“I love the story I’m sharing“: Self-published teen becomes voice of inspiration for young people struggling with invisible disabilities

A teen author from Lancashire who shared his experiences of growing up with autism is now looking to inspire young people with hidden disabilities.

Teenage Charlie Michael Baker became an overnight success with his self-published book ‘Autism and Me’.

The book – about the 16-year-old’s struggle growing up with autism and the adversity he faced from his peers in school – sold more than 14,000 copies.

“It has been crazy, a load of dreams coming true,” he said. “I’ve been quite successful in the things that I’ve done and I’m really proud of that. It’s been a great journey that I’m thankful for.

“I love the fans, I love the people that recognise me, I love the story I’m sharing.”

Now, after enjoying success as an author, Charlie wants to to expand his audience – to those with invisible disabilities. 

Invisible Disability Awareness Week runs from October 15 to 21 and aims to educate people about hidden illnesses and their experiences. 

By definition, someone with an invisible disability has a long-term illness – mental or physical – that cannot be seen at first glance.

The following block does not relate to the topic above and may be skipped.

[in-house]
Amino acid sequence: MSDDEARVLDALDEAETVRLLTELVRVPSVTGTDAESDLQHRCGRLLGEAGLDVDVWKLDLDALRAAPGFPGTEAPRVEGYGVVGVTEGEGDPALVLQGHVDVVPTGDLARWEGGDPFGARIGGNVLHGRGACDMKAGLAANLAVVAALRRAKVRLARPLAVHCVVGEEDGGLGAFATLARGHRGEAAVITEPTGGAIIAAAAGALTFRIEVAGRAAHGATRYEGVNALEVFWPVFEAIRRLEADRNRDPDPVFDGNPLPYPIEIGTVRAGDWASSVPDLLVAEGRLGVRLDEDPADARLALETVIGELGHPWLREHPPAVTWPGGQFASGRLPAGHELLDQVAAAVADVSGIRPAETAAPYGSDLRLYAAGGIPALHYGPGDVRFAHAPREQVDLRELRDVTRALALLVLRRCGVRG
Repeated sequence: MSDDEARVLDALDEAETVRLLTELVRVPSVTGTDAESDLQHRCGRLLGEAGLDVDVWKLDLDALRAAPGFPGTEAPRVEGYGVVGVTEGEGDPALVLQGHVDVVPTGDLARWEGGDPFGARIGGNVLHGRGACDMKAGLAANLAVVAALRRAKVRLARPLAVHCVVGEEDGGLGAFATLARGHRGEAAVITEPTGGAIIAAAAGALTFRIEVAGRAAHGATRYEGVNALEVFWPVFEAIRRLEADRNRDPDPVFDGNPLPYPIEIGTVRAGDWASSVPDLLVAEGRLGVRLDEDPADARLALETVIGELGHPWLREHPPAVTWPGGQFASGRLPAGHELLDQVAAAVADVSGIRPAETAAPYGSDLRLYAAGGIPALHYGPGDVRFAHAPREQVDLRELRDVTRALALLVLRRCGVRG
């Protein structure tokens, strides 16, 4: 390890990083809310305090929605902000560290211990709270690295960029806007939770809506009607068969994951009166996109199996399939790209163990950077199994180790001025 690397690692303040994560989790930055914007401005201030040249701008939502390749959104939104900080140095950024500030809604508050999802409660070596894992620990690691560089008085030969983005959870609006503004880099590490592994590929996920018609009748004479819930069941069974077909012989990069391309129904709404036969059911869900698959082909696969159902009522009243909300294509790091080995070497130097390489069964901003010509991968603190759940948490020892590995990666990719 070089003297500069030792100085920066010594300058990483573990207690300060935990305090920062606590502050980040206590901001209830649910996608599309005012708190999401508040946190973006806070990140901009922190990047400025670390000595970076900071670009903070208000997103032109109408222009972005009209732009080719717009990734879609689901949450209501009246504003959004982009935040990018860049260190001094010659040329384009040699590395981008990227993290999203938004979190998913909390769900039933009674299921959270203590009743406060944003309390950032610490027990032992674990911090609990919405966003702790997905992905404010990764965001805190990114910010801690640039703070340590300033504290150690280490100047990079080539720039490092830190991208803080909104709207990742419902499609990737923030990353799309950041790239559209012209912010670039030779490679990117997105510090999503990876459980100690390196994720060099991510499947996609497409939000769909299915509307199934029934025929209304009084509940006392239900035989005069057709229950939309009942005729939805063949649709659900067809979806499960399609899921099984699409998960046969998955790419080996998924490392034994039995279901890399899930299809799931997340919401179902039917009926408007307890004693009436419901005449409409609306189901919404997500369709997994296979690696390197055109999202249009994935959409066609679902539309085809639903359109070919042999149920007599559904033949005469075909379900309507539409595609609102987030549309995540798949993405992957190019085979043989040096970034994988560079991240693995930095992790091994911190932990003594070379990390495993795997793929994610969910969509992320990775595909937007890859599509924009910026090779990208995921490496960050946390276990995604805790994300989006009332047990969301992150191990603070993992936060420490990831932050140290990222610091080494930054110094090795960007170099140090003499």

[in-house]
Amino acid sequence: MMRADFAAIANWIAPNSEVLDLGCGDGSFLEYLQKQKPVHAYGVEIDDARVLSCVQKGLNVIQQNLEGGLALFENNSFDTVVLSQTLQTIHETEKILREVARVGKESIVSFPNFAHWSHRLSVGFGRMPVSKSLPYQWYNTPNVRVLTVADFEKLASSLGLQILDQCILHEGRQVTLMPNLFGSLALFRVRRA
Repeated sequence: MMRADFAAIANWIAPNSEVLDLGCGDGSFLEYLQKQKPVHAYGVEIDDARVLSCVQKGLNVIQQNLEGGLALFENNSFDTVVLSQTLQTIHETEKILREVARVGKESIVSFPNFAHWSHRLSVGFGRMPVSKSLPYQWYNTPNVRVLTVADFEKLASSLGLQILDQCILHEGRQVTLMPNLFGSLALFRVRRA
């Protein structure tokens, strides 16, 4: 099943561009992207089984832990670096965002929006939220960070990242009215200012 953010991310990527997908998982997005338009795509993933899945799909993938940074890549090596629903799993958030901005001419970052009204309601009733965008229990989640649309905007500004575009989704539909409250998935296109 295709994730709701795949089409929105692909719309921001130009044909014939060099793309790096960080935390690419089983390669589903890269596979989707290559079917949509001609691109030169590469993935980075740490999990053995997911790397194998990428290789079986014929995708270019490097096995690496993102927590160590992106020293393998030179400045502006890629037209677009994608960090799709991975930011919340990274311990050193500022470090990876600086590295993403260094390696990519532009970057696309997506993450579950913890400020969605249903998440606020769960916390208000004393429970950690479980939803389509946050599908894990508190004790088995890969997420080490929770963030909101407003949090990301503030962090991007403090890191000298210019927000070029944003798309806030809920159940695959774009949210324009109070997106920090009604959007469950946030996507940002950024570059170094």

Charlie’s own experience living with an invisible disability prompted him to write his book. He said: “Autism comes in all different shapes and sizes, but people will see someone different. 

“They will then go and bully someone for that, so I wrote my book.” 

Charlie posing with his self-published book ‘Autism And Me’.

From sharing his story, Charlie has gained mass support from young people with hidden disabilities like himself and continues to share inspirational messages online with his one million followers.

Despite the equal amount of hate he receives due to his large online following, Charlie does not let adversity get him down.

He said: “With any online following, it comes with a few jealous people.

“Unfortunately, you have that, whether you have 1,000 followers or a million, and it has been quite a difficult time with the hate that I do get.

“But I like to take them on and adapt myself to those comments and use those to fuel me, to be honest. 

“The more hate comments you get, the more successful you are.”

Charlie has raised nearly £400,000 for charities worldwide to help people with autism and other hidden illnesses.

He said: “I was not expecting to sell this many copies and to donate all of this money to charity. 

“I was expecting to sell five copies to a few family members and get the story a bit out there. 

“I’m really happy with the success, it’s helped a lot of people worldwide.”

Raiise UK is a charity that advocates for awareness and inclusion for young people with invisible disabilities in schools. 

Much like Charlie, the charity’s mission is to help teachers and students understand their peers who may struggle with invisible disabilities. 

Sophie Ainsworth, founder and CEO of Raiise UK, was diagnosed with the autoimmune disease lupus at the age of 14, which led to difficulties in school due to her condition.